The Queen’s Platinum Jubilee this year takes place over a 4-day weekend from 2-5 June. For neighbours around the country, royalist or not and from all cultural backgrounds, this is the perfect excuse to get together for a street party, Big Lunch, ‘playing out’ session – or something else entirely!
Street parties bring communities together and create wonderful memories, especially for children. Shani Ali, who grew up in Rugby in the Midlands, remembers the 1977 Silver Jubilee:
“The details are blurry but for me it’s the memory of the atmosphere that lives on. The celebrations were about joy and togetherness outside our houses. I loved the transformation of our ordinary street into a colourful, vibrant place. The bunting, food, happy people talking, neighbours together on the street – for us children who lived in such separate worlds from the grown-ups, it was a time to relish in the joy felt by everyone. An adventure was to be had on our street. Being a British-Pakistani of only six years of age, I truly felt part of the community”.
These events might only happen once a year, or once in a blue moon, but they can have lasting impact on a community. One-off street parties can also lead on to play streets or other regular street activities. In fact, the play street model that originated on my street in 2009 came out of us having annual street parties and realising that simply closing the road to cars created an ideal space for children to run around and play together freely in a way that they normally couldn’t do.
Making it easier for communities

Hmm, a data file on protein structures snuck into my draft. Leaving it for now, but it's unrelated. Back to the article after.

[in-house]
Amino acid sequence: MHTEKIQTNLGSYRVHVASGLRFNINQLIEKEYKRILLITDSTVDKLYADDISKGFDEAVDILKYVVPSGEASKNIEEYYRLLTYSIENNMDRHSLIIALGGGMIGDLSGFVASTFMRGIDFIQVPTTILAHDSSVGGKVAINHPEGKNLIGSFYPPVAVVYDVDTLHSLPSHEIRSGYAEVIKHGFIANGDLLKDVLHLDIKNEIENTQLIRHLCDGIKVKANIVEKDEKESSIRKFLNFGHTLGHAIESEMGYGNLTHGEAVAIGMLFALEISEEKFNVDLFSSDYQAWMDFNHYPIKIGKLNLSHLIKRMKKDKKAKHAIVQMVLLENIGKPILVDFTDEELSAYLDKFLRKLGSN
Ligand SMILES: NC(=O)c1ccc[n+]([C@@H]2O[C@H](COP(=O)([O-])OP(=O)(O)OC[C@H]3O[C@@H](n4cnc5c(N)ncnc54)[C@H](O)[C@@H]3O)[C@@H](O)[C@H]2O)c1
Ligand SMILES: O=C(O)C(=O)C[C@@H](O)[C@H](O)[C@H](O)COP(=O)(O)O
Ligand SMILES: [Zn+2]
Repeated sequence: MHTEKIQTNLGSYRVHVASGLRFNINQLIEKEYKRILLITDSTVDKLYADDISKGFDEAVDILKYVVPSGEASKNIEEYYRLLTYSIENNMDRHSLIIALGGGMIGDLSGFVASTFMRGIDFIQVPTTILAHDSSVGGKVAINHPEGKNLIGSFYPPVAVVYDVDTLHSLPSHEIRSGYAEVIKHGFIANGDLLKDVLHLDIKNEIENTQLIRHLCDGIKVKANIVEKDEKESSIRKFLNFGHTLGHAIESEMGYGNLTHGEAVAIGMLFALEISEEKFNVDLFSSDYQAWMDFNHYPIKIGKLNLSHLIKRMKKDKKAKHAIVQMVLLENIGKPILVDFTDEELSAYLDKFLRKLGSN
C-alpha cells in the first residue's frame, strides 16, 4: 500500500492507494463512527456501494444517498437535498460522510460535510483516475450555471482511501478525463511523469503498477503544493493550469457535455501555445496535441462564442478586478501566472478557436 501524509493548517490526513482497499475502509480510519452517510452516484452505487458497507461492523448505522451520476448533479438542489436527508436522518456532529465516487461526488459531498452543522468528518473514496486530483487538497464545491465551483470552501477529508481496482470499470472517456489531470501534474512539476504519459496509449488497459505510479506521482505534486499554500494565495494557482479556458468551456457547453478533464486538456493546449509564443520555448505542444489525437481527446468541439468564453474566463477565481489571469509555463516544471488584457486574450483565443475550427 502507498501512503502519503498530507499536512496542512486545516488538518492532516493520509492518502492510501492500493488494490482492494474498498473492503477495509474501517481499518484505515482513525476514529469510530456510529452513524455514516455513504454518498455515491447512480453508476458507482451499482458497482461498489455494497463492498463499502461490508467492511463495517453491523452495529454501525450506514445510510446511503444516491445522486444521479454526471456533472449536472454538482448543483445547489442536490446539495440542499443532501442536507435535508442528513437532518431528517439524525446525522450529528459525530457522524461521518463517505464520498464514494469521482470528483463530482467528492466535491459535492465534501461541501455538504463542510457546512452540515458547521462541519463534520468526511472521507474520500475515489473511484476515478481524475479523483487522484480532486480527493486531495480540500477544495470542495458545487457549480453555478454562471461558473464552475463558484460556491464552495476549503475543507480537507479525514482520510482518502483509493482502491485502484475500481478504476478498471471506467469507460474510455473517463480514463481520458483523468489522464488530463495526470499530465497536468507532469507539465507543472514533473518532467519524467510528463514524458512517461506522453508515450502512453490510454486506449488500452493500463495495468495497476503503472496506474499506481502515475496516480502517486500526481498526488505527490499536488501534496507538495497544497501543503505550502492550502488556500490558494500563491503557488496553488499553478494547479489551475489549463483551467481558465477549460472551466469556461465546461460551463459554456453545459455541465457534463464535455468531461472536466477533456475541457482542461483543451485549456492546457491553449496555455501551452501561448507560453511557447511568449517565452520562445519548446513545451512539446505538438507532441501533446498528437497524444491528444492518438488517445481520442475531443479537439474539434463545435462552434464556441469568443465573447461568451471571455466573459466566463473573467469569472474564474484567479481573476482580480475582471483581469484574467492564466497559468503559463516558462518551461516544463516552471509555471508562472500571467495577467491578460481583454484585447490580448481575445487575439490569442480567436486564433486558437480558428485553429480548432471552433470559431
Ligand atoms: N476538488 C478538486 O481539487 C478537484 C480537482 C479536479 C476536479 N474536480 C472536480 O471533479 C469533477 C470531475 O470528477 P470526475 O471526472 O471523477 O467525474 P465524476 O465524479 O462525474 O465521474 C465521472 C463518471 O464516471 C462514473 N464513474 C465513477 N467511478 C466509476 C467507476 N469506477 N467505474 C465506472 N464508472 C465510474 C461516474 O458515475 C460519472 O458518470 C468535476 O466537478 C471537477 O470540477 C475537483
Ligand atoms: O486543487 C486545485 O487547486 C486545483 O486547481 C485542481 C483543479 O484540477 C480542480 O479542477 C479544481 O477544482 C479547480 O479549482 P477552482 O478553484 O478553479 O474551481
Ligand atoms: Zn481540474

In the run-up to the Diamond Jubilee in 2012, our friends at Streets Alive worked with the UK Government to put out guidance, encouraging councils to make street party applications free and easy for residents. This helped thousands of communities across the UK to hold street parties that year. Ten years later, many councils still support street parties and over 90 also now have a specific play street policy, enabling people to regularly close their street to cars and open it up for play.
But there are still parts of the country where people can’t close their road for a street party, Big Lunch or playing out session, with councils putting charges and other barriers in the way. This is why we, together with the Big Lunch, Sustrans, the Street Party site and Neighbourhood Watch, wrote to the Transport Minister Grant Shapps, asking for clear and detailed guidance for councils on enabling community-led road closures. This guidance would encourage councils to implement best practice and reassure them that the law allows them to do this. In the meantime, Michael Gove has written to all councils simply encouraging them to make it easy for people to hold a street party and pointing to updated guidance for communities on the Government website.
Low cost, high impact
There are so many good reasons for councils to support community-led road closures for street parties or play streets, including:
For all these reasons, we would love to see all councils making this easy for people over the jubilee weekend and beyond by:
- Putting a simple application process in place, even as a pilot
- Actively promoting and encouraging applications
- Reducing turnaround/consultation time (e.g. 3-4 weeks instead of 6-8)
- Removing any cost for residents
- Providing road closure ‘kit’ (or signposting to us here)
- Removing other barriers such as obligatory insurance or traffic management training
- Also encouraging get-togethers on informal shared spaces (estates, green space)
- Sign-posting residents to Playing Out, Big Lunch and Street Party
Please get in touch to let us know what you are doing, or if you would like any advice. Let’s make the most of this once-in-a-decade opportunity to encourage communities to come together and reclaim their streets for community and play!